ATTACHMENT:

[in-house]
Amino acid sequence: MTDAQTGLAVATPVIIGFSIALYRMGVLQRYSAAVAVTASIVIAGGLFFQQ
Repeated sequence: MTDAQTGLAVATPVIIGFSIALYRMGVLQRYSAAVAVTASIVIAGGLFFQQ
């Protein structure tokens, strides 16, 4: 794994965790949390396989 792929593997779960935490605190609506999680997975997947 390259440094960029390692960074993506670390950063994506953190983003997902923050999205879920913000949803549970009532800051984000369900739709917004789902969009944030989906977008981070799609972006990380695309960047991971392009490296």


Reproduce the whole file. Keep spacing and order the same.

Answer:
[in-house]
Amino acid sequence: MTDAQTGLAVATPVIIGFSIALYRMGVLQRYSAAVAVTASIVIAGGLFFQQ
Repeated sequence: MTDAQTGLAVATPVIIGFSIALYRMGVLQRYSAAVAVTASIVIAGGLFFQQ
């Protein structure tokens, strides 16, 4: 794994965790949390396989 792929593997779960935490605190609506999680997975997947 390259440094960029390692960074993506670390950063994506953190983003997902923050999205879920913000949803549970009532800051984000369900739709917004789902969009944030989906977008981070799609972006990380695309960047991971392009490296």